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Current Research Programmes

Conserving Martial Eagles

The  project aims to understand the factors driving a decrease in the population of Martial Eagles Polemaetus bellicosus in South Africa, with a particular focus on the declines observed within the largest protected area in the country, the Kruger National Park (KNP). This research is important to understand the role that protected areas have in species conservation and to understand specific threats and habitat requirements for the conservation of Martial Eagles.

The project was initiated in response to the decline in reporting rates of Martial Eagles between the Southern African Bird Atlas Projects (SABAP) 1 (1987–1992) and 2 (2007–2012). These surveys suggest population declines of up to 65% across South Africa. Declines were also observed inside large protected areas, such as the KNP, which experienced a 54% decline in reporting rate over this time.

We aim to improve our understanding of the threats faced by this species and how these threats may drive population declines even within protected areas, where species are usually expected to be conserved. Our original hypothesis for these declines was that Martial Eagles may be subject to increased mortality outside of protected areas, particularly during immature life stages when inexperienced eagles are likely to range outside protected areas. Contrary to this hypothesis, we have not found evidence for low survival during these early life stages despite ranging widely beyond protected area boundaries. However, through GPS tracking of adult birds and nest monitoring, two potential factors that may be contributing to the observed population declines have been detected: low adult survival and poor breeding productivity. Adult mortalities, including persecution and electrocution, during unexpected wide-ranging movements outside of the KNP, may be contributing to declines. The poor breeding productivity comes in two forms: both a lower than average number of pairs making a breeding attempt and low breeding success. We are continuing study the breeding performance of this species in the KNP to enable a more comprehensive understanding of the environmental drivers of poor breeding performance, as well as continuing to track eagles to determine the frequency and cause of mortalities.

Activities in 2019

  • In 2019 we monitored 23 breeding territories which were considered to be occupied. Of these, there were only nine breeding attempts, of which three failed and six were successful. This equates to a breeding productivity of 0.26 young per pair, which is similar to previous years.
  • Five nest cameras were installed: one nest was successful; two were regularly visited by eagles but not active; one was not useable due to a bad camera angle and at one the tree fell down (however we know from the camera that the nest was not being used this year by eagles).
  • We commenced a collaboration with researchers from the Mara Raptor Project who have been studying Martial Eagles in Kenya since 2016. Using GPS transmitters, they have developed a method to rapidly identify kill locations and by visiting these sites they have uncovered detailed information on dietary requirements which differ between male and female eagles. A clear understanding of these requirements may help us to tease apart the drivers of poor success and to understand the conservation requirements of the species. The Mara Project has provided us with six of their GPS transmitters, of which two were deployed in 2019.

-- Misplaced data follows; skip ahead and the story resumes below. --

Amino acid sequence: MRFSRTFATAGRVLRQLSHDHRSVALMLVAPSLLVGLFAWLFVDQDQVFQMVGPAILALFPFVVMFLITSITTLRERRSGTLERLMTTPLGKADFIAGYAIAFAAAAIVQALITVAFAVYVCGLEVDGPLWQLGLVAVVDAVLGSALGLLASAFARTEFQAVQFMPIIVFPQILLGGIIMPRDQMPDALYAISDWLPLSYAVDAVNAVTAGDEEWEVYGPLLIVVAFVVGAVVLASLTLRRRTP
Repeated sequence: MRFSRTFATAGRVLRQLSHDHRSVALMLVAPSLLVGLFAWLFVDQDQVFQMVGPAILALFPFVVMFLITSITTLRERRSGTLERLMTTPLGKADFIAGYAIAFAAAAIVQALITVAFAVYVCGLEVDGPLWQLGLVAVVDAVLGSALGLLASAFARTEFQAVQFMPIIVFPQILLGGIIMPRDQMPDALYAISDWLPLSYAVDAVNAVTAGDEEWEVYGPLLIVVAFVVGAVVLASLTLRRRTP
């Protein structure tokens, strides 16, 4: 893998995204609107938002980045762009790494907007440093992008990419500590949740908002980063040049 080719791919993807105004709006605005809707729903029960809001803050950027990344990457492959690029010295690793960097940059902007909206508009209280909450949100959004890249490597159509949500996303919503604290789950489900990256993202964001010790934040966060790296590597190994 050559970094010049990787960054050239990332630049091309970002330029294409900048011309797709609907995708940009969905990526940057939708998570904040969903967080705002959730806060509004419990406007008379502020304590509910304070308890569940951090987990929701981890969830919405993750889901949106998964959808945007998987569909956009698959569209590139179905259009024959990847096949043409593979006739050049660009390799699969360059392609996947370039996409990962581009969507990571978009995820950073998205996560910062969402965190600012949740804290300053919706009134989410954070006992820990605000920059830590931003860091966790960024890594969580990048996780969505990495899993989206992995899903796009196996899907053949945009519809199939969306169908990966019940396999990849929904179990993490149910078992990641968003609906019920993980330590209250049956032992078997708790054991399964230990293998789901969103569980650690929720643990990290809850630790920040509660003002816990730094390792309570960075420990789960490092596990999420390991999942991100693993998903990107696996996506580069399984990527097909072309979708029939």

• Conservation Biology MSc student Rene Brink used data from this project as part of her thesis which examined whether circular buffers around nests adequately protect the ranging behaviours of raptors in Southern Africa.

Highlights

  • The first consecutive successful breeding attempt by a pair of Martial Eagles was recorded this year. The female of this nest was equipped with a microwave telemetry transmitter (sponsored by Jock’s Safari Lodge in 2018).
  • A paper exploring the diet of Martial Eagles across their African range using photos sourced from the internet was published in the journal Condor. This collaborative paper involved several undergraduate and postgraduate students.
  • Conservation Biology MSc student Daryl van der Merwe completed his MSc thesis. Daryl analysed all of the breeding data collected to date to explore which environmental factors were associated with variation in breeding success.

Impact of the project

Our research indicates that protected areas alone are unlikely to conserve this species and that additional conservation measures, such as education programmes, or trans-boundary policy should be put in place to ensure the successful conservation of this species.

Key co-supporters
ABAX Foundation; DST-NRF CoE grant; Endangered Wildlife Trust; Jock's Safari Lodge.

Research team 2019
A/Prof. Arjun Amar (FIAO, UCT)
Dr Megan Murgatroyd (HawkWatch International / EWT / FIAO, UCT)
John Davies (Endangered Wildlife Trust)
Dr Gareth Tate (Endangered Wildlife Trust)
Dr Lindy Thompson (Endangered Wildlife Trust)

Students: Rene Brink (CB MSc, UCT); Daryl van der Merwe (CB MSc, UCT).